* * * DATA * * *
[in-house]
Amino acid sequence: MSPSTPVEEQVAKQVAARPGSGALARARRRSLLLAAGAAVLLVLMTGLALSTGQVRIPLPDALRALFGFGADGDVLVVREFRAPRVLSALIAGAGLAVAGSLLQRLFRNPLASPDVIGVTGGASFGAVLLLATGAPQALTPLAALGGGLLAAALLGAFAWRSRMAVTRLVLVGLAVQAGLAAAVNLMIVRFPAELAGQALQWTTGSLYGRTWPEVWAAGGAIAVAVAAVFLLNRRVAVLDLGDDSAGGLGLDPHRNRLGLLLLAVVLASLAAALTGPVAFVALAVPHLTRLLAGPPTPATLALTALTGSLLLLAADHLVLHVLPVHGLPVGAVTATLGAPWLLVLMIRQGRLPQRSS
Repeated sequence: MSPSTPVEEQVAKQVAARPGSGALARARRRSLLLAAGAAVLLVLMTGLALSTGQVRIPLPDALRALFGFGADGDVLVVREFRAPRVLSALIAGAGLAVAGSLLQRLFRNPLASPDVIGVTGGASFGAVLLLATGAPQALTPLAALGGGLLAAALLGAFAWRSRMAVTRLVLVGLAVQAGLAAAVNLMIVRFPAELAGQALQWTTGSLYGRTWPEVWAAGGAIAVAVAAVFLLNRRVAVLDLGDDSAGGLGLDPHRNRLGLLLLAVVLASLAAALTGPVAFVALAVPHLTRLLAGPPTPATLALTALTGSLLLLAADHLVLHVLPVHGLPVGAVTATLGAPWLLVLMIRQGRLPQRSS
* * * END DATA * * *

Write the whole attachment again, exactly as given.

[in-house]
Amino acid sequence: MSPSTPVEEQVAKQVAARPGSGALARARRRSLLLAAGAAVLLVLMTGLALSTGQVRIPLPDALRALFGFGADGDVLVVREFRAPRVLSALIAGAGLAVAGSLLQRLFRNPLASPDVIGVTGGASFGAVLLLATGAPQALTPLAALGGGLLAAALLGAFAWRSRMAVTRLVLVGLAVQAGLAAAVNLMIVRFPAELAGQALQWTTGSLYGRTWPEVWAAGGAIAVAVAAVFLLNRRVAVLDLGDDSAGGLGLDPHRNRLGLLLLAVVLASLAAALTGPVAFVALAVPHLTRLLAGPPTPATLALTALTGSLLLLAADHLVLHVLPVHGLPVGAVTATLGAPWLLVLMIRQGRLPQRSS
Repeated sequence: MSPSTPVEEQVAKQVAARPGSGALARARRRSLLLAAGAAVLLVLMTGLALSTGQVRIPLPDALRALFGFGADGDVLVVREFRAPRVLSALIAGAGLAVAGSLLQRLFRNPLASPDVIGVTGGASFGAVLLLATGAPQALTPLAALGGGLLAAALLGAFAWRSRMAVTRLVLVGLAVQAGLAAAVNLMIVRFPAELAGQALQWTTGSLYGRTWPEVWAAGGAIAVAVAAVFLLNRRVAVLDLGDDSAGGLGLDPHRNRLGLLLLAVVLASLAAALTGPVAFVALAVPHLTRLLAGPPTPATLALTALTGSLLLLAADHLVLHVLPVHGLPVGAVTATLGAPWLLVLMIRQGRLPQRSS